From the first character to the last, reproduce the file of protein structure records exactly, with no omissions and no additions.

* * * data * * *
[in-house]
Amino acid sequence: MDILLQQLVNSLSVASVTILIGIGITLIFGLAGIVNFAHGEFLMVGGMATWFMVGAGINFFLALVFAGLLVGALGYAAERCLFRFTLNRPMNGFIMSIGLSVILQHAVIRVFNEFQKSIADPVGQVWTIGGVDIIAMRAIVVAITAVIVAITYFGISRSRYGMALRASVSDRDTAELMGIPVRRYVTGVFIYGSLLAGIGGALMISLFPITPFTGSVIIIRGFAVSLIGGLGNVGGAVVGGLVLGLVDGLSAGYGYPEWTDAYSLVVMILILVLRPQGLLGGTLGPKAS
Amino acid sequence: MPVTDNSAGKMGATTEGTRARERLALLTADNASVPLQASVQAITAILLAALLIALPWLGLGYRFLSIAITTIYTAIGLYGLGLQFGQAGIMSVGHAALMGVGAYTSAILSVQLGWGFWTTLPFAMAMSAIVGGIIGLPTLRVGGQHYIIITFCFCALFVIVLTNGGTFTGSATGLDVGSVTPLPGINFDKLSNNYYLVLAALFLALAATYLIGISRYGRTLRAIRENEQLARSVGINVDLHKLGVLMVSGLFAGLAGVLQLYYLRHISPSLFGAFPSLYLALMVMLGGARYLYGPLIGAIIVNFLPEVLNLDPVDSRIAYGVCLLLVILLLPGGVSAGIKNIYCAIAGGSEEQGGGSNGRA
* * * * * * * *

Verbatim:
[in-house]
Amino acid sequence: MDILLQQLVNSLSVASVTILIGIGITLIFGLAGIVNFAHGEFLMVGGMATWFMVGAGINFFLALVFAGLLVGALGYAAERCLFRFTLNRPMNGFIMSIGLSVILQHAVIRVFNEFQKSIADPVGQVWTIGGVDIIAMRAIVVAITAVIVAITYFGISRSRYGMALRASVSDRDTAELMGIPVRRYVTGVFIYGSLLAGIGGALMISLFPITPFTGSVIIIRGFAVSLIGGLGNVGGAVVGGLVLGLVDGLSAGYGYPEWTDAYSLVVMILILVLRPQGLLGGTLGPKAS
Amino acid sequence: MPVTDNSAGKMGATTEGTRARERLALLTADNASVPLQASVQAITAILLAALLIALPWLGLGYRFLSIAITTIYTAIGLYGLGLQFGQAGIMSVGHAALMGVGAYTSAILSVQLGWGFWTTLPFAMAMSAIVGGIIGLPTLRVGGQHYIIITFCFCALFVIVLTNGGTFTGSATGLDVGSVTPLPGINFDKLSNNYYLVLAALFLALAATYLIGISRYGRTLRAIRENEQLARSVGINVDLHKLGVLMVSGLFAGLAGVLQLYYLRHISPSLFGAFPSLYLALMVMLGGARYLYGPLIGAIIVNFLPEVLNLDPVDSRIAYGVCLLLVILLLPGGVSAGIKNIYCAIAGGSEEQGGGSNGRA